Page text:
MICHEL Tremblay’s famous 1971 play A toi, pour toujours, ta Mary-Lou, has been translated and relocated by Michael West for its UK premiere, on at the Ustinov Studio in Bath until Saturday 30th April.
Four members of a family talk. Two of them are dead.
This is a play deep-rooted in poverty and repressive Catholicism, whichever side of the Atlantic it sits. Originally set in Montreal, this new production takes the action to Dublin, where sisters Carmen and Mandy play out their childhood jealousies and imbalances. They couldn’t be more different, but each wants to blame the other for a situation that haunts their dreams.
Carmen (Caoilfhionn Dunne) has left home and works as a country and western singer in local bars and clubs. Mandy (Amy McAllister, seen recently in Call the Midwife), is dowdy but ostentatiously devout.
Their childhoods, within their parents’ bitter marriage, are played out with increasing vitriol and deepening explanation.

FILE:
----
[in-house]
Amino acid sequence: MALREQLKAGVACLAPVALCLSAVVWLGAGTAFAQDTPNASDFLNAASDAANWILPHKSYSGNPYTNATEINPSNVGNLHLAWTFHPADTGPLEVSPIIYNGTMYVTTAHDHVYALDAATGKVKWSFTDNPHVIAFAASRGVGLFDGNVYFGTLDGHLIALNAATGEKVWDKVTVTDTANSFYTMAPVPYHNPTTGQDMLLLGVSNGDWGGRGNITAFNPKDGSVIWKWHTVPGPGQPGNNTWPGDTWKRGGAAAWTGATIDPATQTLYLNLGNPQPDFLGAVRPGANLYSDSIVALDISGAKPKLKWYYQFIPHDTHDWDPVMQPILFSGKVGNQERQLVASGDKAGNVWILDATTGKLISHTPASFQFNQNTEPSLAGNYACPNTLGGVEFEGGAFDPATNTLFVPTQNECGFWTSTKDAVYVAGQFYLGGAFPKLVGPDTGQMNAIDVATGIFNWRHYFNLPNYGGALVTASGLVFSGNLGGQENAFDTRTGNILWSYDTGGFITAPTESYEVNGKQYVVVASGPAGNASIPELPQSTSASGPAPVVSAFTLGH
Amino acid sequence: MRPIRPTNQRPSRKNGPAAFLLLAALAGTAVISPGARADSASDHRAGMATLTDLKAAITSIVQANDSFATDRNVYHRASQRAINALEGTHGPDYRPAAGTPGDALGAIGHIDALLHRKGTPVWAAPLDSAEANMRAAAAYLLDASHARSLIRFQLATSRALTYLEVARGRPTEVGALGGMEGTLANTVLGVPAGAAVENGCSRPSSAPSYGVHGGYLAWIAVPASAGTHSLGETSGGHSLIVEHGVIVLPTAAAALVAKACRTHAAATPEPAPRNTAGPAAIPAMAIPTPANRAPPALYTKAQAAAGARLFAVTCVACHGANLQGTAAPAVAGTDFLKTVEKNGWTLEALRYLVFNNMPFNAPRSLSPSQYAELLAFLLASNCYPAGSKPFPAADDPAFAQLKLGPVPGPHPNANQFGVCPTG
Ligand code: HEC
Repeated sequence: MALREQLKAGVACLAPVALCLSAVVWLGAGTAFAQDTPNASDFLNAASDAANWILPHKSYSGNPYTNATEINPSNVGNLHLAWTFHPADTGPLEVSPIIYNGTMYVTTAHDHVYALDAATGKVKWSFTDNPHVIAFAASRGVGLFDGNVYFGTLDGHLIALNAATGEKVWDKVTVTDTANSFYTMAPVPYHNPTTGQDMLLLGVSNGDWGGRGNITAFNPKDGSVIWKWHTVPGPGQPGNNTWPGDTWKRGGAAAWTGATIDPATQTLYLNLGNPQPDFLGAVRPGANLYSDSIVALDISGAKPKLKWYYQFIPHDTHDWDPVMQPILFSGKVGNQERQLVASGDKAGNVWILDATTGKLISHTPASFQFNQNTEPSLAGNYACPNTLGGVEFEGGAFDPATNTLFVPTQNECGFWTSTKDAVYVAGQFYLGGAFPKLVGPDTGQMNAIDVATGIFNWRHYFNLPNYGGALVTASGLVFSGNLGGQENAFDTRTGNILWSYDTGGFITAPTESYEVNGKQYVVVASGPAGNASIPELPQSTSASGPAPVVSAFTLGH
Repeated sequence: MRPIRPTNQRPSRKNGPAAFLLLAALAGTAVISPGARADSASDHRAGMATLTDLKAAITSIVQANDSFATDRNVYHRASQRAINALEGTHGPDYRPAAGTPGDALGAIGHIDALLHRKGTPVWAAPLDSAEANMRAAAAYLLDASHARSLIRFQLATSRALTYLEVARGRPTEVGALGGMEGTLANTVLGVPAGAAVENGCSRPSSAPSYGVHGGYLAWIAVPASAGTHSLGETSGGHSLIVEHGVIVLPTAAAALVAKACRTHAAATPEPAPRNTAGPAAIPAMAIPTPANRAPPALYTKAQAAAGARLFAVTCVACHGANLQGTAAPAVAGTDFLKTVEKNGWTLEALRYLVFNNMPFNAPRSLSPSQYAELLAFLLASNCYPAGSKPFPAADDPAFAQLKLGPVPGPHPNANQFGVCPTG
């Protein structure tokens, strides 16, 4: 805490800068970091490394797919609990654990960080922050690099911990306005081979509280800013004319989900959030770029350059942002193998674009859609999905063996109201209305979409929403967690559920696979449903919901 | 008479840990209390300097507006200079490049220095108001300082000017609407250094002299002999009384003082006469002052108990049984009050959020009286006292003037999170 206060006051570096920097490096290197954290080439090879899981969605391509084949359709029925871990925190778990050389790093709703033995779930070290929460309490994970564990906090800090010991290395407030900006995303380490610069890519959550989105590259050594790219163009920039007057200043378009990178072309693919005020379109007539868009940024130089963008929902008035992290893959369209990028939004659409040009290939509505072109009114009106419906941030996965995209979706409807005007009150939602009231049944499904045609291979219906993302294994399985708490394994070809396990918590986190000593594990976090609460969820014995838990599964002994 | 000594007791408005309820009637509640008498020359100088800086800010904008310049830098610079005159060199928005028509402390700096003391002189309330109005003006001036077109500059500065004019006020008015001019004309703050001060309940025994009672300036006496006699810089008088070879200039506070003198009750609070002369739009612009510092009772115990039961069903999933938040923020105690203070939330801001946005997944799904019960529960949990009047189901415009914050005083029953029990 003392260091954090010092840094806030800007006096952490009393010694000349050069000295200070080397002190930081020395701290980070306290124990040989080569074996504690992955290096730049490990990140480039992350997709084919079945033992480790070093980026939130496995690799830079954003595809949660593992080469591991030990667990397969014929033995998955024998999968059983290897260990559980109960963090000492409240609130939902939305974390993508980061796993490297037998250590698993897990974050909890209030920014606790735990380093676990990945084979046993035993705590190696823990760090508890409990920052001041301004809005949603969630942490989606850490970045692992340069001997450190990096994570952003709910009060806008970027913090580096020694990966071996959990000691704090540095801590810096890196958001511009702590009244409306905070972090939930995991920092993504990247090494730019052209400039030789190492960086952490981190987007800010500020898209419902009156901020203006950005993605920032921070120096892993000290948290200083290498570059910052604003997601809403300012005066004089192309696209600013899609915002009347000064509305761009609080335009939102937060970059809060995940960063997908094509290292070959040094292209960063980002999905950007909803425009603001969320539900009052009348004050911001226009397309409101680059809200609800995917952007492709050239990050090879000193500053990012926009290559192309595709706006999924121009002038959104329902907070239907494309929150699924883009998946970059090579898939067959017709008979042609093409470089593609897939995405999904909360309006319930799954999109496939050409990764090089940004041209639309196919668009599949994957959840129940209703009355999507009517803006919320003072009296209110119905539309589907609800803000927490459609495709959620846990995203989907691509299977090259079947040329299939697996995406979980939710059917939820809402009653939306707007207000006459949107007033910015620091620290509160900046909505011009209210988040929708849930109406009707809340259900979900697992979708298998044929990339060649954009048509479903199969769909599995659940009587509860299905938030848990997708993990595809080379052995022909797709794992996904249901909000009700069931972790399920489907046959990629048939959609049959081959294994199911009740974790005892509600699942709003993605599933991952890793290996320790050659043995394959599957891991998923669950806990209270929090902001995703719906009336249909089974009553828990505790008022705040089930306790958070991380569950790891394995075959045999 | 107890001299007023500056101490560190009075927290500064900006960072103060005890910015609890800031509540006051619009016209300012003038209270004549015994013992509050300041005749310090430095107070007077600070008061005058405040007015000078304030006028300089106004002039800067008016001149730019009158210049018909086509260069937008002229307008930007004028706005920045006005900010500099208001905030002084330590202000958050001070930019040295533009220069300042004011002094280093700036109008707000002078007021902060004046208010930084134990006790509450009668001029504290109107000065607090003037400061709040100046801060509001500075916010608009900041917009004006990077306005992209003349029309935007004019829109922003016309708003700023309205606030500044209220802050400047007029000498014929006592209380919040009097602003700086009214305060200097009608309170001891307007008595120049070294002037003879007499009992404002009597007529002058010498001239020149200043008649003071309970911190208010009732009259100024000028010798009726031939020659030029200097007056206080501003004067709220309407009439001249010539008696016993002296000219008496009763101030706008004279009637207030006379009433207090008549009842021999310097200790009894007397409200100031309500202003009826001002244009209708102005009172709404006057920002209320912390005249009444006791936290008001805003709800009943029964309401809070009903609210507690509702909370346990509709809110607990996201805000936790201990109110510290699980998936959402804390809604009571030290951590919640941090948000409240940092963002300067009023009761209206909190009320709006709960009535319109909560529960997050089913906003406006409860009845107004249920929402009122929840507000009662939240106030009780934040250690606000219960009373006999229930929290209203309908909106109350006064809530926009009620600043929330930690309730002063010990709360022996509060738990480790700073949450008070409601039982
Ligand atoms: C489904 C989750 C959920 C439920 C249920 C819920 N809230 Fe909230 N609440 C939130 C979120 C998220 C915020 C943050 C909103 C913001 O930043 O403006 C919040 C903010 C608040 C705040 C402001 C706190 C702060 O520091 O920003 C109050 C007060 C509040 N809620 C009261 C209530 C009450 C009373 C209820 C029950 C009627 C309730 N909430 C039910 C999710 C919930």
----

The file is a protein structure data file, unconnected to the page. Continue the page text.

One of the brilliant aspects of this play is how it scoops up the audience sympathy and heaps it on one character, and then another.
Times have changed, but for anyone brought up in or close to the Catholic church 40 years ago, this is a scarifying experience, and one that not only calls for the most intense performances but for a readiness to revisit accepted ideas.
Paul Loughran has the unenviable task of playing Liam, the selfish, greedy, lazy and deeply confused father. Caitriona Ni Mhurchu’s Mary-Louise captures the pride, fear and determination, all overlaid with a helpless imposed duty.
If you see the publicity shots, don’t expect maudlin lyrics and plinky-plonk music. This is a scalpel to the soul.
Photographs by Simon Annand